In recent years, I figured out the difference between a momentary unhappiness, a hormonal swing, and the "real deal". This wasn't an easy feat, mind you, and it took years of therapy, both talking and pharmacological, to get me to the point where I knew when to ask for help.



    But this is different. While in its grip in years past, I wasn't able to find amusement in anything, and the idea of going on some of the outings I've been on very recently would have been unthinkable. The strange thing here is, as soon as I am done with the amusement, or I am left alone, the fog rolls right back in, and I am in the soft grey cushion of sadness again. Were I not the one experiencing this, I would hear all this and think that someone was just making excuses for being lazy. But I am not naturally a lazy person, which only adds to the degree of frustration and humiliation I experience with myself for giving in to the sloth.



    What made me realize that I was in this state, besides the mounting laundry and need to nap at all hours, was the discovery of the body of Spalding Gray in the East River. I did not know him personally, and although I was impressed with what little of his work that I had been exposed to, I was not exactly a scholar of his monologues. No, what drew my interest, besides the obvious tragedy for his family and friends, was the fact that I didn't think his death was unusual.



    Others, far better versed in his craft and life, have commented that he had a long history of depression and at least one previous suicide attempt, so I am not breaking any new ground here. But after a co-worker commented on how she couldn't understand why a person would or could do such a thing, I realized that I was perhaps in the minority. I can completely understand why he chose to end his life.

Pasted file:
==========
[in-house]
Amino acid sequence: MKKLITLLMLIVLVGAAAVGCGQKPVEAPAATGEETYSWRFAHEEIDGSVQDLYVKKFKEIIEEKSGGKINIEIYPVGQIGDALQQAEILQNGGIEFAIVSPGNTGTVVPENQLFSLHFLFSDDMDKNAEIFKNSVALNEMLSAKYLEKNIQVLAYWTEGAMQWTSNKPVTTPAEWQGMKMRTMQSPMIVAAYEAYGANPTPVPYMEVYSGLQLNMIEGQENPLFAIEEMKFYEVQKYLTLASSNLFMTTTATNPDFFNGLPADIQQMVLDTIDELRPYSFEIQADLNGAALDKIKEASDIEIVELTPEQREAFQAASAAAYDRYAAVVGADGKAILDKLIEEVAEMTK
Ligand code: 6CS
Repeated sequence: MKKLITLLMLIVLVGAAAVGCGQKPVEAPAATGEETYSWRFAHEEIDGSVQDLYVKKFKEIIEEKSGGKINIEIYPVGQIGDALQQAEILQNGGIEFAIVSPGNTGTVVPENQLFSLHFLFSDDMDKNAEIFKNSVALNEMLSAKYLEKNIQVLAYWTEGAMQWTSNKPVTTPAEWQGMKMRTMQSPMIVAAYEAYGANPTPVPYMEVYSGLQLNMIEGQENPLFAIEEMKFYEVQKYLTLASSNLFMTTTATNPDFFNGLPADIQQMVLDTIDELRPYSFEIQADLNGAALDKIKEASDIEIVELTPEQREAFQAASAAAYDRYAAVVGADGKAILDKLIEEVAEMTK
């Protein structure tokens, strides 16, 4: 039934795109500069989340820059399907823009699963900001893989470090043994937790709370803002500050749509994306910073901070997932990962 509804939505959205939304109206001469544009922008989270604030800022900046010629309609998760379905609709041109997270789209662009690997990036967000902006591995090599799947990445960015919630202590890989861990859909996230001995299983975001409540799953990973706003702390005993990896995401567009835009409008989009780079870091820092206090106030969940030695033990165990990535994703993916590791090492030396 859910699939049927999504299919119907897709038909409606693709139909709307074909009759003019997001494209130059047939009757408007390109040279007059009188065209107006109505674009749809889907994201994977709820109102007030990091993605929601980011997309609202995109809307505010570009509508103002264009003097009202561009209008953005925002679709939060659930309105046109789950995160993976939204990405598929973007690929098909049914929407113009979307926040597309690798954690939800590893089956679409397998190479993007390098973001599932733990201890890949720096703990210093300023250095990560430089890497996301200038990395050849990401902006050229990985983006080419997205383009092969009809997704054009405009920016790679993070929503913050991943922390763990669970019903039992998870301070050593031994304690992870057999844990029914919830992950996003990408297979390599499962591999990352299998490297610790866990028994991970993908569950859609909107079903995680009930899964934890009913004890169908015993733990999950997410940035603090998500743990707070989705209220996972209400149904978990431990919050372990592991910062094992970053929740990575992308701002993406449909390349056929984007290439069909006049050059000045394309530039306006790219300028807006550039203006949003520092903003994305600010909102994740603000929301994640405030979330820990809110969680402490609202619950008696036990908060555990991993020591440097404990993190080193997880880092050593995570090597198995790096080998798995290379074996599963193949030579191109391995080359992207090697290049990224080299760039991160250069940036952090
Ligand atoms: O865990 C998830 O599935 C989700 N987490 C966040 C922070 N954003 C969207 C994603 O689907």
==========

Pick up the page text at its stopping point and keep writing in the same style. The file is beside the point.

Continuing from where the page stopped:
Now, I am not nearly on the same plane of desperation that Spalding must have been on that evening that he left his home for the last time. But once, years ago, I left my home for what I thought would be the last time too, so I guess I could say that I am closer to understanding his mindset than some. When you are feeling fine, and have a little perspective, you can look at your life objectively and see that there is always hope, that there are options, no matter how difficult some of those choices might be. But when you are in the throes of depression, that sort of clarity of thought is simply not possible. It's as if your mind shuts off access to creative problem solving, and runs an endless tape-loop of misery and despair where hope once resided.



    It's particularly perverse that so many creative people seem to fall prey to depression, for whatever reasons. You would reason that a creative person, who is by definition more likely to see things from a different perspective than those of a more linear bent, would be able to think themselves out of the funk. Too bad that isn't true.



    As for me, I'm hoping that if I trudge along through the mire, this fog will lift, and I will go back to feeling as good as is possible for me. But for the meantime, if my posts are not as frequent as they had been, don't worry that I've gone the way of dear Spalding Gray. I'm just not in the right frame of mind to write at the moment.